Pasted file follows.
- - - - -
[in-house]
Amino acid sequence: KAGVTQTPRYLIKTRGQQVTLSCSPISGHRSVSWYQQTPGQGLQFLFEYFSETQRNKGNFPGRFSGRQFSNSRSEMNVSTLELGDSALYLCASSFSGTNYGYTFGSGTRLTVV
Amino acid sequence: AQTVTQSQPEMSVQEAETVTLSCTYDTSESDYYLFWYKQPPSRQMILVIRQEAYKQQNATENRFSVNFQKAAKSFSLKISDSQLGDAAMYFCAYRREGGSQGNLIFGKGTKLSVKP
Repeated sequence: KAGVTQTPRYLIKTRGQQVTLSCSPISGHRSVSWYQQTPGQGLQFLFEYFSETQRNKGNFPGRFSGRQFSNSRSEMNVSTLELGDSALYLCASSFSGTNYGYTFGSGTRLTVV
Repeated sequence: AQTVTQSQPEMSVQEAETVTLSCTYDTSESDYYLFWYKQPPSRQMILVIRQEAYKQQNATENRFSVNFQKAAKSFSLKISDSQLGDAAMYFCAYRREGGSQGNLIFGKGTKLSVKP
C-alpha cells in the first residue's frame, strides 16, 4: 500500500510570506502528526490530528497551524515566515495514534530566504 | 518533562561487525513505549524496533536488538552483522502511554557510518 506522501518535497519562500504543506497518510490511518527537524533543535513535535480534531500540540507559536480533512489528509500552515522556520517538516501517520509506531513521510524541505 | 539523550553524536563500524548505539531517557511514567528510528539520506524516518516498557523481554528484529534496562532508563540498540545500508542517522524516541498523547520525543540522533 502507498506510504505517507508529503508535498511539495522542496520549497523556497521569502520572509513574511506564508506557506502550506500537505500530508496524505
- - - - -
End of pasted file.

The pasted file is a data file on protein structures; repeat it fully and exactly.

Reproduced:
[in-house]
Amino acid sequence: KAGVTQTPRYLIKTRGQQVTLSCSPISGHRSVSWYQQTPGQGLQFLFEYFSETQRNKGNFPGRFSGRQFSNSRSEMNVSTLELGDSALYLCASSFSGTNYGYTFGSGTRLTVV
Amino acid sequence: AQTVTQSQPEMSVQEAETVTLSCTYDTSESDYYLFWYKQPPSRQMILVIRQEAYKQQNATENRFSVNFQKAAKSFSLKISDSQLGDAAMYFCAYRREGGSQGNLIFGKGTKLSVKP
Repeated sequence: KAGVTQTPRYLIKTRGQQVTLSCSPISGHRSVSWYQQTPGQGLQFLFEYFSETQRNKGNFPGRFSGRQFSNSRSEMNVSTLELGDSALYLCASSFSGTNYGYTFGSGTRLTVV
Repeated sequence: AQTVTQSQPEMSVQEAETVTLSCTYDTSESDYYLFWYKQPPSRQMILVIRQEAYKQQNATENRFSVNFQKAAKSFSLKISDSQLGDAAMYFCAYRREGGSQGNLIFGKGTKLSVKP
C-alpha cells in the first residue's frame, strides 16, 4: 500500500510570506502528526490530528497551524515566515495514534530566504 | 518533562561487525513505549524496533536488538552483522502511554557510518 506522501518535497519562500504543506497518510490511518527537524533543535513535535480534531500540540507559536480533512489528509500552515522556520517538516501517520509506531513521510524541505 | 539523550553524536563500524548505539531517557511514567528510528539520506524516518516498557523481554528484529534496562532508563540498540545500508542517522524516541498523547520525543540522533 502507498506510504505517507508529503508535498511539495522542496520549497523556497521569502520572509513574511506564508506557506502550506500537505500530508496524505